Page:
Cyclist died after failing to spot parked tractor
A cyclist died after he rode into a parked tractor which he did not spot, an inquest has heard.
The inquest into the death of the 43-year-old heard how despite the best efforts of an off-duty nurse and paramedics from the air ambulance on June 16, Paul Dye's injuries were so severe he could not be saved.
He died two days later at Addenbroke's Hospital.
Christopher Banham had been hauling manure for Wroxham Home Farm and finished for the day, parking his tractor on the verge of the road in order to lock the gates to a nearby field.
Putting his hazard warning lights on, he had no idea Mr Dye had struck the back of his trailer. Two passing motorists, Christopher Rogers and India Mills, confirmed seeing flashing warning lights from the tractor, adding Mr Dye did not look up in time to see what was coming.
Mr Rogers said: 'As I approached I could see this cyclist in front of me. I decided there wasn't enough room or time for me to overtake, so I held back, and that's when the collision happened.'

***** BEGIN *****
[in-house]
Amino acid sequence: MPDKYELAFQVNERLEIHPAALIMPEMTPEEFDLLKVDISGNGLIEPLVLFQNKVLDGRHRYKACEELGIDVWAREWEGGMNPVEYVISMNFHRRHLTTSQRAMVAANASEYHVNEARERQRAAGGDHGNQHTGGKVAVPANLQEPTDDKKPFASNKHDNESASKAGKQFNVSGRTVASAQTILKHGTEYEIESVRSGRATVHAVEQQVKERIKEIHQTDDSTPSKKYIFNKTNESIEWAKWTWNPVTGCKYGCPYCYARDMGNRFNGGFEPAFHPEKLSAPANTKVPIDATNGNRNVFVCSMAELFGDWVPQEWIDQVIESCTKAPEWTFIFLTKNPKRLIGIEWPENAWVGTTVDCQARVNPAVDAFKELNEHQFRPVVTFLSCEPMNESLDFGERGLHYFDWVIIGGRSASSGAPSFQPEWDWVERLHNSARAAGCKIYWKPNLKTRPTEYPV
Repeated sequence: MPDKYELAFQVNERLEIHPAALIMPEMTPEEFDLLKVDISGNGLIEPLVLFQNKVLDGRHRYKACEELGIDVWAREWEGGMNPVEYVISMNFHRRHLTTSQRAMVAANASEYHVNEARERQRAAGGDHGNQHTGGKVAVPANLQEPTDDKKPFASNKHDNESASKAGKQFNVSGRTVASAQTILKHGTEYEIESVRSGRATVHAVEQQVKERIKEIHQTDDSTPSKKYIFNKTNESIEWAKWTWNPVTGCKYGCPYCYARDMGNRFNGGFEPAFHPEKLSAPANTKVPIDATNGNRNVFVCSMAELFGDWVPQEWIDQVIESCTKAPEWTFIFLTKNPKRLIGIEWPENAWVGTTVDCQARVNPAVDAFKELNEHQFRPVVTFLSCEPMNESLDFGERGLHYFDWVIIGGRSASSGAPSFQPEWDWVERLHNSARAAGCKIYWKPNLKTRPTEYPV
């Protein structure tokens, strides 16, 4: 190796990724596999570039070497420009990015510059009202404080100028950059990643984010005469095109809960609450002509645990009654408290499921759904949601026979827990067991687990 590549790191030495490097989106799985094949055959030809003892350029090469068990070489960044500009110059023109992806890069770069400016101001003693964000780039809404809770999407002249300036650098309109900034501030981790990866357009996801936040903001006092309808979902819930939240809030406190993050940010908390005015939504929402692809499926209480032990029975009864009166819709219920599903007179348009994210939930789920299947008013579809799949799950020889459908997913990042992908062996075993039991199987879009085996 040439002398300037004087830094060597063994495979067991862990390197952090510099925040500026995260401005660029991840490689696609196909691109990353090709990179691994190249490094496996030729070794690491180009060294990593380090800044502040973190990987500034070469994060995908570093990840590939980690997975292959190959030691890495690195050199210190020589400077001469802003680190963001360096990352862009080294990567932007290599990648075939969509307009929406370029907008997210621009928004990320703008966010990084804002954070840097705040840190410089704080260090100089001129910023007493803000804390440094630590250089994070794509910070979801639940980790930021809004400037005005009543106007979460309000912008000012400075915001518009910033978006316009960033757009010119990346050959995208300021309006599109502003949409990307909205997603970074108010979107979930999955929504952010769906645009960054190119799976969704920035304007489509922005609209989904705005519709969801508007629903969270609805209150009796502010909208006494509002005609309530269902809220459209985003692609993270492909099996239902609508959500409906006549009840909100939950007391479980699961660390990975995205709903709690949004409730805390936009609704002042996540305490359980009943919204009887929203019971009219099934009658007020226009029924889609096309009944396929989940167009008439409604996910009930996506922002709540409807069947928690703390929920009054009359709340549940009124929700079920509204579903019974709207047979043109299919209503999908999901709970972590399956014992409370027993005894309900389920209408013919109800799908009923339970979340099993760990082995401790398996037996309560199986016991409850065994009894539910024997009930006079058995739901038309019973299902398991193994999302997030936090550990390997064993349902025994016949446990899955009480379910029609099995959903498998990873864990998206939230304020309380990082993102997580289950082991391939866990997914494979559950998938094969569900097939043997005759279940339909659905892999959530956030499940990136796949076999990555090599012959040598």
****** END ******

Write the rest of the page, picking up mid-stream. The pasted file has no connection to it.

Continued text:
He added the tractor was around 'one third' on the road, and Mr Dye's 'head was down the whole way'.
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Ms Mills added in a statement Mr Dye had been wearing a helmet but 'pedalling quite fast', estimating around 20mph.
'I could see the cyclist with his head down,' she said. 'It looked like he was riding in line with the white line on the road.
'I thought to myself, 'I hope he looks up and sees the tractor'.
'Immediately prior to the impact he did not brake or take any evasive action.'
Assistant coroner for Norfolk, David Osborne, recorded a conclusion of road traffic collision. 'It is clear that the trailer was visible and displaying warning lights,' he said.
'Despite the tragic consequences of the collision, Mr Dye was able to be an organ donor.'
After the hearing, his wife, Claire, described Mr Dye as 'a wonderful husband, dad, brother and friend'.
Five people have been helped by his organ donation.